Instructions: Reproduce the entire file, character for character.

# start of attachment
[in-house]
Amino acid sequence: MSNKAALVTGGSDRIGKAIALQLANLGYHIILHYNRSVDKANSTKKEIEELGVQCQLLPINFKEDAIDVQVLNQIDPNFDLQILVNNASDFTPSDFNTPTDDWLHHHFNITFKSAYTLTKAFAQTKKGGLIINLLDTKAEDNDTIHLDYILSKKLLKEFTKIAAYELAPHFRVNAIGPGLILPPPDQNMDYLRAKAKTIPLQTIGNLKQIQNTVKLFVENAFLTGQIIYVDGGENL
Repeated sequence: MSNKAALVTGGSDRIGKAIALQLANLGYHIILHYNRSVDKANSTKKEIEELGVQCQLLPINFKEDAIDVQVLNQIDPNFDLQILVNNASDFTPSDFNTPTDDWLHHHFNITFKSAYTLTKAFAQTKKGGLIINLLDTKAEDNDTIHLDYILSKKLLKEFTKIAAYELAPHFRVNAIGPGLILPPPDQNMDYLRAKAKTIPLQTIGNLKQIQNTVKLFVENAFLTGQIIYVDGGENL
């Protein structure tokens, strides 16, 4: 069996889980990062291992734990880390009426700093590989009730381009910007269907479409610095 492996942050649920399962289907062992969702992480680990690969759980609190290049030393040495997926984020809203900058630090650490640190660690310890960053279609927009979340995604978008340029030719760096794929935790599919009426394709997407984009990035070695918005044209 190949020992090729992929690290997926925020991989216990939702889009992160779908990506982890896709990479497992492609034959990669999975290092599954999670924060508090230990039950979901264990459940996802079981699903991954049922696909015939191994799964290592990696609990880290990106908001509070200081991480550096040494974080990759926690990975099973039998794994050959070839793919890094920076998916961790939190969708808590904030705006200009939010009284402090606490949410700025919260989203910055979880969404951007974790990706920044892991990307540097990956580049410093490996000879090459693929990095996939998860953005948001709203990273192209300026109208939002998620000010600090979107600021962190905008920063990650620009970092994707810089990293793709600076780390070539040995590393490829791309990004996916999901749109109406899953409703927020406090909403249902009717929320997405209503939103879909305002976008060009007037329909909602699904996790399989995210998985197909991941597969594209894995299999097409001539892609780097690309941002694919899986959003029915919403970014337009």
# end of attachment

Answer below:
[in-house]
Amino acid sequence: MSNKAALVTGGSDRIGKAIALQLANLGYHIILHYNRSVDKANSTKKEIEELGVQCQLLPINFKEDAIDVQVLNQIDPNFDLQILVNNASDFTPSDFNTPTDDWLHHHFNITFKSAYTLTKAFAQTKKGGLIINLLDTKAEDNDTIHLDYILSKKLLKEFTKIAAYELAPHFRVNAIGPGLILPPPDQNMDYLRAKAKTIPLQTIGNLKQIQNTVKLFVENAFLTGQIIYVDGGENL
Repeated sequence: MSNKAALVTGGSDRIGKAIALQLANLGYHIILHYNRSVDKANSTKKEIEELGVQCQLLPINFKEDAIDVQVLNQIDPNFDLQILVNNASDFTPSDFNTPTDDWLHHHFNITFKSAYTLTKAFAQTKKGGLIINLLDTKAEDNDTIHLDYILSKKLLKEFTKIAAYELAPHFRVNAIGPGLILPPPDQNMDYLRAKAKTIPLQTIGNLKQIQNTVKLFVENAFLTGQIIYVDGGENL
């Protein structure tokens, strides 16, 4: 069996889980990062291992734990880390009426700093590989009730381009910007269907479409610095 492996942050649920399962289907062992969702992480680990690969759980609190290049030393040495997926984020809203900058630090650490640190660690310890960053279609927009979340995604978008340029030719760096794929935790599919009426394709997407984009990035070695918005044209 190949020992090729992929690290997926925020991989216990939702889009992160779908990506982890896709990479497992492609034959990669999975290092599954999670924060508090230990039950979901264990459940996802079981699903991954049922696909015939191994799964290592990696609990880290990106908001509070200081991480550096040494974080990759926690990975099973039998794994050959070839793919890094920076998916961790939190969708808590904030705006200009939010009284402090606490949410700025919260989203910055979880969404951007974790990706920044892991990307540097990956580049410093490996000879090459693929990095996939998860953005948001709203990273192209300026109208939002998620000010600090979107600021962190905008920063990650620009970092994707810089990293793709600076780390070539040995590393490829791309990004996916999901749109109406899953409703927020406090909403249902009717929320997405209503939103879909305002976008060009007037329909909602699904996790399989995210998985197909991941597969594209894995299999097409001539892609780097690309941002694919899986959003029915919403970014337009």